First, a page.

• Current Reads

      Life after Life Jill McCorkle
      This Is Your Captain Speaking Jon Methven
      The Starboard Sea Amber Dermont
      Snark David Denby
      Bring Up the Bodies Hilary Mantel
  • Popular Tags

  • Recent Reflections

  • Categories

  • Moleskine’s All-Time Favorites

  • Echoes

    sumithra MAE on D.H. Lawrence’s Why the…
    To Kill a Mockingbir… on [35] To Kill A Mockingbird…
    Deanna Friel on [841] The Price of Salt (Carol…
    Minnie on [367] The Rouge of the North 怨…
    travellinpenguin on [841] The Price of Salt (Carol…
    travellinpenguin on Libreria Acqua Alta in Ve…
  • Reminiscences

  • Blog Stats

    • 1,040,130 hits
  • Enter your email address to subscribe to this blog and receive notifications of new posts by email.

    Join 1,727 other followers

  • Advertisements


btt button

I checked in at the Booking Through Thursday blog, which is the host for a weekly book meme or blogging prompt. Here is this week’s prompt:

Do you write in your books? Highlight? Make notes? Or do you like to keep your copies as pristine as possible?

I am an indulgent marker of books. It all started with the need to keep track of important quotes and pivotal passages pertaining to the book’s themes. Since only classical texts, Shakespeare and Ulysses come with line numbers on the margin, I need to “pencil in” (actually, pen, I write only with pen, pencil dumped since fourth grade) an asterisk and/or underline key words/phrases for later references when I compose notes. Now I would scribble notes on a separate piece of paper along with page references, that way I can use the paper as bookmark as well. I feel I am engaging in a conversation with what is written on the pages. Marking becomes an involuntary response. Annotations are important when I return to the book later after I finish. Marking therefore is a personal touch. This is why I am annoyed with library books all marked up. I don’t high-light and dog-ear my books.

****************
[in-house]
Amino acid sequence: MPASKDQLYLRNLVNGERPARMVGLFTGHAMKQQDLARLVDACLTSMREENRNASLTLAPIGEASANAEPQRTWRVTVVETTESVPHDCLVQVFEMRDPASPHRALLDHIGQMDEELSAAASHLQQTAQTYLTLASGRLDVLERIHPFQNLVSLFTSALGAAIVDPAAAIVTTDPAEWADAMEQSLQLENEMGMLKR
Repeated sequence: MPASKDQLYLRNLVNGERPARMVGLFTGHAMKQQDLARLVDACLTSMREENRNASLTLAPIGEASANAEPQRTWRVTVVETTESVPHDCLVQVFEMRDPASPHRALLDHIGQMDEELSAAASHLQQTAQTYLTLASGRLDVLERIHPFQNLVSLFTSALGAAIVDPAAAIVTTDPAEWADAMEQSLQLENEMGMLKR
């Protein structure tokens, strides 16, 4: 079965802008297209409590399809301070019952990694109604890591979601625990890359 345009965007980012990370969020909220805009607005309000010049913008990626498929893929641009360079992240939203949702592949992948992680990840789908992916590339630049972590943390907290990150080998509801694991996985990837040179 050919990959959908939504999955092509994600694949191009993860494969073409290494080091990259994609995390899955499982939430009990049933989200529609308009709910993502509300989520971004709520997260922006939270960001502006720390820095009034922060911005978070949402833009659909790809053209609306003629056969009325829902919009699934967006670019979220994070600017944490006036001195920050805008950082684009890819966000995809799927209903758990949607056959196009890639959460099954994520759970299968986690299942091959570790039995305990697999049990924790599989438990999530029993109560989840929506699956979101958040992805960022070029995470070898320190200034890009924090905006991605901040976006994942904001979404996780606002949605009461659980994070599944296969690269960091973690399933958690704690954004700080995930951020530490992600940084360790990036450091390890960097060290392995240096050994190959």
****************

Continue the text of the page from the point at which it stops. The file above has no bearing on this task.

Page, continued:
2 Responses

  1. I especially like your line: “I feel I am engaging in a conversation with what is written on the pages.” Exactly! Because of books, we can converse with people far from us in time and in space. I probably won’t blog about today’s Booking Through Thursday, but here’s my response to last week’s question, the one you answered here: http://bonniesbooks.blogspot.com/2014/04/btt-41-annotating-books.html

    • Reading is always a very fulfilling learning experience. You learn from people afar over time and in space. I enjoy reading about lives in times well before my birth, the early 20 century in particular.

Leave a Reply

Fill in your details below or click an icon to log in:

WordPress.com Logo

You are commenting using your WordPress.com account. Log Out /  Change )

Google+ photo

You are commenting using your Google+ account. Log Out /  Change )

Twitter picture

You are commenting using your Twitter account. Log Out /  Change )

Facebook photo

You are commenting using your Facebook account. Log Out /  Change )


Connecting to %s

%d bloggers like this: